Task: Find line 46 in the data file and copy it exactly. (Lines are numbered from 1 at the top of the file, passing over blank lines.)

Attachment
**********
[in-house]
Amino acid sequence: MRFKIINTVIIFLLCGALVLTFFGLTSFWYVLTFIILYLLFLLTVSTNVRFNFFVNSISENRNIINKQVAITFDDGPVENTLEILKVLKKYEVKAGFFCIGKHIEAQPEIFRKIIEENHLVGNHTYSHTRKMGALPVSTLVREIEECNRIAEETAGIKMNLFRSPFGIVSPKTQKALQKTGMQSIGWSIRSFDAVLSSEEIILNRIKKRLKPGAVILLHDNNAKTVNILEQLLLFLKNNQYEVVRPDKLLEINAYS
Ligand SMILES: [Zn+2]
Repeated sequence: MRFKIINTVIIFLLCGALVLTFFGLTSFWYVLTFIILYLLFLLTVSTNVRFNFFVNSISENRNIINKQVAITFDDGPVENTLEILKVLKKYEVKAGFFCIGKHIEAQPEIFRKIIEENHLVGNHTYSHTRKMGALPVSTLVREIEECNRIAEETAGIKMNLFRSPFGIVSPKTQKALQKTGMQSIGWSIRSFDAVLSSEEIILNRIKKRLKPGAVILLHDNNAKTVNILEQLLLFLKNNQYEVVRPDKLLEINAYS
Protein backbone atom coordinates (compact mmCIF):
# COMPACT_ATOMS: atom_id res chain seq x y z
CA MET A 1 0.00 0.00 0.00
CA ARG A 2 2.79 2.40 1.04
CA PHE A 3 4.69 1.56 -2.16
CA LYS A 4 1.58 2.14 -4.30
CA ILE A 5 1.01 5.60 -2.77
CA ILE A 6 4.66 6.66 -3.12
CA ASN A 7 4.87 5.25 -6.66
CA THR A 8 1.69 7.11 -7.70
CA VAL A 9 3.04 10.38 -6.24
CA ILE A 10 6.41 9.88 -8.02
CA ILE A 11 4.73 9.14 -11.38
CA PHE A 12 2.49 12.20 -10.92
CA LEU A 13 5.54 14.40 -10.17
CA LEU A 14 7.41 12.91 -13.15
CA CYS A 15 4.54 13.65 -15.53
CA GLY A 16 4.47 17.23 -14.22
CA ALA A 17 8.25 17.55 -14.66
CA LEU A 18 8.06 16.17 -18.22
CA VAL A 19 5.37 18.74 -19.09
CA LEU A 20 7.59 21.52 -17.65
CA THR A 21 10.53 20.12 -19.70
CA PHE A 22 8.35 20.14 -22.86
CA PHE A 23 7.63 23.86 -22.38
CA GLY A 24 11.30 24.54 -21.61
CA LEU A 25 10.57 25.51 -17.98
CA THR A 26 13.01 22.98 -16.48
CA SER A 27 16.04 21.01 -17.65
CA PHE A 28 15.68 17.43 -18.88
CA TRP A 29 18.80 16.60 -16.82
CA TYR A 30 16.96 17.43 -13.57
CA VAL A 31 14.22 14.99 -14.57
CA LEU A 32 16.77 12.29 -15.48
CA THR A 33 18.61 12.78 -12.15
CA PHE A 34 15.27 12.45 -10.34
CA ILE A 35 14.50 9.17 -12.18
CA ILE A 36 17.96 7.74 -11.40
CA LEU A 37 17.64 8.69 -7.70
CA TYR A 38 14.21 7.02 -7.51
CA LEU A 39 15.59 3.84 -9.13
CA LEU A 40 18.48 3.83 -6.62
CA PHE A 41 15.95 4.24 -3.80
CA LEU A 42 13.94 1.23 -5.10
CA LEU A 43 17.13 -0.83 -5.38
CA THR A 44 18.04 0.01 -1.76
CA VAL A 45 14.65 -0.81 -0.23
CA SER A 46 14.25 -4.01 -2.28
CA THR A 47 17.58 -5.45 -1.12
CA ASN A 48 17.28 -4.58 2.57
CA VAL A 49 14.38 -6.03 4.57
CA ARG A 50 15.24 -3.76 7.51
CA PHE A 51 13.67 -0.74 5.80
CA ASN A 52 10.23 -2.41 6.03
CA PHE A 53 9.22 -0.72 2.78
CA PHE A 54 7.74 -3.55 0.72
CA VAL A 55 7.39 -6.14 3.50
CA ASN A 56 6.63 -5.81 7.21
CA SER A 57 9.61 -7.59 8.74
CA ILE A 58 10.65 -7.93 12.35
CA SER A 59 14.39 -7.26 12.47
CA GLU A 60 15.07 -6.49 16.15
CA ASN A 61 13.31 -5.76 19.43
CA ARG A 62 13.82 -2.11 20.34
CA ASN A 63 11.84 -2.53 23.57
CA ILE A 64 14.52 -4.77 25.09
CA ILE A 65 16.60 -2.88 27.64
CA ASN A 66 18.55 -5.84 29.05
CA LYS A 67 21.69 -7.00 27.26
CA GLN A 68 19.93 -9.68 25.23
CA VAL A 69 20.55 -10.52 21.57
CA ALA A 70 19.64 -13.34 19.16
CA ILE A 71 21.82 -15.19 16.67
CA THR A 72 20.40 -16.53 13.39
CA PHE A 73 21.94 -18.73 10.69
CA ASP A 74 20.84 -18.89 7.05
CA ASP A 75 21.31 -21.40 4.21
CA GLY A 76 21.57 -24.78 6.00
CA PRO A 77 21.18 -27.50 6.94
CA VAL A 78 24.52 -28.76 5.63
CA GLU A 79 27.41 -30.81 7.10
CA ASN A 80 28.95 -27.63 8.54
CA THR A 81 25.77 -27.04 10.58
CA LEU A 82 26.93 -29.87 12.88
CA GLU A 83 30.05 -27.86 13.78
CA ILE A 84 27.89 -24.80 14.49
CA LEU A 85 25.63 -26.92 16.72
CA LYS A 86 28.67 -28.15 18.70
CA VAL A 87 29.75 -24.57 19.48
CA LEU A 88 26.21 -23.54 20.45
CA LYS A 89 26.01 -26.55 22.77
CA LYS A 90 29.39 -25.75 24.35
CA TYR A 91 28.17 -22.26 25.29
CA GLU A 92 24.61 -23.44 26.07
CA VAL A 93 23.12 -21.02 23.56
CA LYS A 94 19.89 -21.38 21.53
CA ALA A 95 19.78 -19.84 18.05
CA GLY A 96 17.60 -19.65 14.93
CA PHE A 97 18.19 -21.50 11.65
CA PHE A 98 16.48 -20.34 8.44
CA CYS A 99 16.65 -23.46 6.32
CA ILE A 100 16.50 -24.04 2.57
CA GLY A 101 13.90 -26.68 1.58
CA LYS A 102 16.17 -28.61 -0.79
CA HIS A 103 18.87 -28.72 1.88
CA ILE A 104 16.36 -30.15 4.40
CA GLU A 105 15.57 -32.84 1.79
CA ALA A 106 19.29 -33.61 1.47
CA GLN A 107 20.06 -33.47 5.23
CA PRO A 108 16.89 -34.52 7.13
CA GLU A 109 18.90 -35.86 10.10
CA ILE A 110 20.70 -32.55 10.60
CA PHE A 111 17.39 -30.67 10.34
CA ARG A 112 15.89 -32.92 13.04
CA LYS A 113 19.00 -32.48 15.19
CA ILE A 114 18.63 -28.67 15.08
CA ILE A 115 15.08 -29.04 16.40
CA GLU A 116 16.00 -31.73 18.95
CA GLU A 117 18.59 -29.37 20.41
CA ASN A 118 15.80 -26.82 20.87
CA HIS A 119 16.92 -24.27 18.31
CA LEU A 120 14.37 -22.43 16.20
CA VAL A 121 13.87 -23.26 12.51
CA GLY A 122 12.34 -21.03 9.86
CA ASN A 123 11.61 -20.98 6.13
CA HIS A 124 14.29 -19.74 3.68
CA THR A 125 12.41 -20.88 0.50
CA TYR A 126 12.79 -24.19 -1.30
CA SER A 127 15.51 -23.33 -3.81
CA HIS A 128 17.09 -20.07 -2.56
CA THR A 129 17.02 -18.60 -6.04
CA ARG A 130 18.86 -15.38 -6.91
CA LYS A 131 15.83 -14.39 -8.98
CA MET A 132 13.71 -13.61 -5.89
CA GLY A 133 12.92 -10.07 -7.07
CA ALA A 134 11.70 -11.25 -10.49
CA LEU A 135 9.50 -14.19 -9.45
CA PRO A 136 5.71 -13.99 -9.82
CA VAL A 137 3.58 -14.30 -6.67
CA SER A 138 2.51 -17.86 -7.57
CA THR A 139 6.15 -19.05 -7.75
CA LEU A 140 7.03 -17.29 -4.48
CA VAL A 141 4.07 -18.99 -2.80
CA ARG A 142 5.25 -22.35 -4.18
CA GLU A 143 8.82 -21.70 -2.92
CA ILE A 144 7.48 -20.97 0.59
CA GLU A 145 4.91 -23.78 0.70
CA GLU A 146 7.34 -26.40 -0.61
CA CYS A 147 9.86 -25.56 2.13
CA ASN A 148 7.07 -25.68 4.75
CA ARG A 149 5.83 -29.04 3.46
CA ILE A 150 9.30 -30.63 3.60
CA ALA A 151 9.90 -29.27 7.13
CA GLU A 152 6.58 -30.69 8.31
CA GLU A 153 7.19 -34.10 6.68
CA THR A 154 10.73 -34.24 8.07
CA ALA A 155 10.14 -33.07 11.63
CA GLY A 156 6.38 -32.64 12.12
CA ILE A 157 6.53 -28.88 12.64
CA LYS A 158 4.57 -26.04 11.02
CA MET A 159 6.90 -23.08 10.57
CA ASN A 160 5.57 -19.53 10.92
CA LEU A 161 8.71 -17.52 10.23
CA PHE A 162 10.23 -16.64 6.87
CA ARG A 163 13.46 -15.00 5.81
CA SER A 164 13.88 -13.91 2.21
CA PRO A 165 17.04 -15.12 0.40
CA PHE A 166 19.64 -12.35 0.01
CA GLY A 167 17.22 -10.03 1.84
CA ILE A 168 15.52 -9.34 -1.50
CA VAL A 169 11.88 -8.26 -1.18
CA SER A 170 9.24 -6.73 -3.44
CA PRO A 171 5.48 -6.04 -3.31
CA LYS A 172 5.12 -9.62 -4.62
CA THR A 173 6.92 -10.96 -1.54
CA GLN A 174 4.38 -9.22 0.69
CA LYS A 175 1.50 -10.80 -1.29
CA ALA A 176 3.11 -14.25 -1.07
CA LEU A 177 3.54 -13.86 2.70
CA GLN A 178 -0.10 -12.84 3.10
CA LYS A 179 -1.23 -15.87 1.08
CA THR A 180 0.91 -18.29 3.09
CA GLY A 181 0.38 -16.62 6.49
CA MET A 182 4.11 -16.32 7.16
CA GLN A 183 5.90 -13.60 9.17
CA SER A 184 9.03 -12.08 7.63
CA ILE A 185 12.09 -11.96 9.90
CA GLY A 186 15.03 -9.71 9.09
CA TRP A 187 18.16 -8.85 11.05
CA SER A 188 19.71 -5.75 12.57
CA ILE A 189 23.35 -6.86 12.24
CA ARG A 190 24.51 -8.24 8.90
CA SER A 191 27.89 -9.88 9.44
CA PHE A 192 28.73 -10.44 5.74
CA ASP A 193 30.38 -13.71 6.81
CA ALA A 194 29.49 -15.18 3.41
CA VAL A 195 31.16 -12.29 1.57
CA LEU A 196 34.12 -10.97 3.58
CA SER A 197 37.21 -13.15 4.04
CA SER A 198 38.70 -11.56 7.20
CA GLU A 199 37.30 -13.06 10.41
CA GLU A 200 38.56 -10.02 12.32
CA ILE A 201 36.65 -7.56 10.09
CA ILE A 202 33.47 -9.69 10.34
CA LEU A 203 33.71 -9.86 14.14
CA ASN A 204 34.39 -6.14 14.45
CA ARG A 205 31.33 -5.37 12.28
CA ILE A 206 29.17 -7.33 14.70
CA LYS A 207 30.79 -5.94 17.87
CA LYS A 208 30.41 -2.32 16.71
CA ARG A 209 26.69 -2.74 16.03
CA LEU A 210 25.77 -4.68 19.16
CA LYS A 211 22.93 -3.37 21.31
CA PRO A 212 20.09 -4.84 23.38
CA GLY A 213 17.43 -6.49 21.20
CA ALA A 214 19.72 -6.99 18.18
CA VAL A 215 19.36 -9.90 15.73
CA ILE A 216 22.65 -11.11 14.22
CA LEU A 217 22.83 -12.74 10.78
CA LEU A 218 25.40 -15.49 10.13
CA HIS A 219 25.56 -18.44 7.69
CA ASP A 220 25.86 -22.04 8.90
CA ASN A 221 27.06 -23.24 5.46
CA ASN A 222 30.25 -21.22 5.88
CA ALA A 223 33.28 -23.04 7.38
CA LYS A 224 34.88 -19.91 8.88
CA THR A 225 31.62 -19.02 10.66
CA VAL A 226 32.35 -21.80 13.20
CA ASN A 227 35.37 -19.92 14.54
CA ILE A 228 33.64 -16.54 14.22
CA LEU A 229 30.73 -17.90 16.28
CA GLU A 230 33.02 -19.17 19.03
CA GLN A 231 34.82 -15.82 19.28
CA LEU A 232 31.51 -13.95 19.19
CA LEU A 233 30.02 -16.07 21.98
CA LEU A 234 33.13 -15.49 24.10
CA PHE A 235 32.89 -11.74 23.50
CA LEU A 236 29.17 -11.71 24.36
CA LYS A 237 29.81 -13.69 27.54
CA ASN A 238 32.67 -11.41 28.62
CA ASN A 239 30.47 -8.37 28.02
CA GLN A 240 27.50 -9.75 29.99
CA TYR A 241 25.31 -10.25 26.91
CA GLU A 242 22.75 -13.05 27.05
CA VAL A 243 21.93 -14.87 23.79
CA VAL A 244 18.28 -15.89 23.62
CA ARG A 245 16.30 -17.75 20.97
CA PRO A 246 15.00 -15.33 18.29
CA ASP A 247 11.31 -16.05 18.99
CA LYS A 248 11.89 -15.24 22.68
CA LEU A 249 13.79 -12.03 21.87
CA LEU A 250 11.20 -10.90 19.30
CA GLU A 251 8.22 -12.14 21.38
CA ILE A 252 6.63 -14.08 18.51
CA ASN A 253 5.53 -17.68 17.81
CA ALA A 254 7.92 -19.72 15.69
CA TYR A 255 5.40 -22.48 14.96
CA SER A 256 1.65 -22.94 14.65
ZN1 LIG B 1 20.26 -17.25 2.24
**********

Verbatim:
CA LEU A 40 18.48 3.83 -6.62